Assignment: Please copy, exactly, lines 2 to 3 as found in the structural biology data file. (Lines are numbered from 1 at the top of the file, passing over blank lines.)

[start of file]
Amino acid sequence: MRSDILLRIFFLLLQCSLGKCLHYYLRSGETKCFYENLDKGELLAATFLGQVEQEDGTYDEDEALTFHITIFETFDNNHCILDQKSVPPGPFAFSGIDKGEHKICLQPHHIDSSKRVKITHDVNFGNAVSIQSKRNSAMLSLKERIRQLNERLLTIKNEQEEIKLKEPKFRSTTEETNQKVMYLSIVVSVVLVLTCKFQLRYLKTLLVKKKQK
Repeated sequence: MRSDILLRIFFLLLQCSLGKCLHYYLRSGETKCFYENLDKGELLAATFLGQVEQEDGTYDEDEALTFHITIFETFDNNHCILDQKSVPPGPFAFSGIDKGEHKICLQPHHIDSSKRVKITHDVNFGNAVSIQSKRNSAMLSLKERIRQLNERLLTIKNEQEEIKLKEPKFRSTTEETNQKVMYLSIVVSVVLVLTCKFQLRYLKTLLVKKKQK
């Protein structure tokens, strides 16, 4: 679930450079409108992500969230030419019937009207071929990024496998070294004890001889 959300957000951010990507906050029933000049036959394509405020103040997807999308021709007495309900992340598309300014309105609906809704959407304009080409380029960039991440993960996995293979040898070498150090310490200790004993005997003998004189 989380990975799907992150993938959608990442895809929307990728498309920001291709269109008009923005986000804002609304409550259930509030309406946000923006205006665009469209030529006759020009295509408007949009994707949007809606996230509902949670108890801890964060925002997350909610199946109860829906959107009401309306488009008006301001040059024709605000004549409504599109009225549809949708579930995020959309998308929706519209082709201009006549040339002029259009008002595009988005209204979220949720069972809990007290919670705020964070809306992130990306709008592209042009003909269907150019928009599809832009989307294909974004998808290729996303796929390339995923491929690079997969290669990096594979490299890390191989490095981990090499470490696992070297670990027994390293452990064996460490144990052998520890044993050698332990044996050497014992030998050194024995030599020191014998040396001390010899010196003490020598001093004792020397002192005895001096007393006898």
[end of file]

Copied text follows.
Repeated sequence: MRSDILLRIFFLLLQCSLGKCLHYYLRSGETKCFYENLDKGELLAATFLGQVEQEDGTYDEDEALTFHITIFETFDNNHCILDQKSVPPGPFAFSGIDKGEHKICLQPHHIDSSKRVKITHDVNFGNAVSIQSKRNSAMLSLKERIRQLNERLLTIKNEQEEIKLKEPKFRSTTEETNQKVMYLSIVVSVVLVLTCKFQLRYLKTLLVKKKQK
């Protein structure tokens, strides 16, 4: 679930450079409108992500969230030419019937009207071929990024496998070294004890001889 959300957000951010990507906050029933000049036959394509405020103040997807999308021709007495309900992340598309300014309105609906809704959407304009080409380029960039991440993960996995293979040898070498150090310490200790004993005997003998004189 989380990975799907992150993938959608990442895809929307990728498309920001291709269109008009923005986000804002609304409550259930509030309406946000923006205006665009469209030529006759020009295509408007949009994707949007809606996230509902949670108890801890964060925002997350909610199946109860829906959107009401309306488009008006301001040059024709605000004549409504599109009225549809949708579930995020959309998308929706519209082709201009006549040339002029259009008002595009988005209204979220949720069972809990007290919670705020964070809306992130990306709008592209042009003909269907150019928009599809832009989307294909974004998808290729996303796929390339995923491929690079997969290669990096594979490299890390191989490095981990090499470490696992070297670990027994390293452990064996460490144990052998520890044993050698332990044996050497014992030998050194024995030599020191014998040396001390010899010196003490020598001093004792020397002192005895001096007393006898």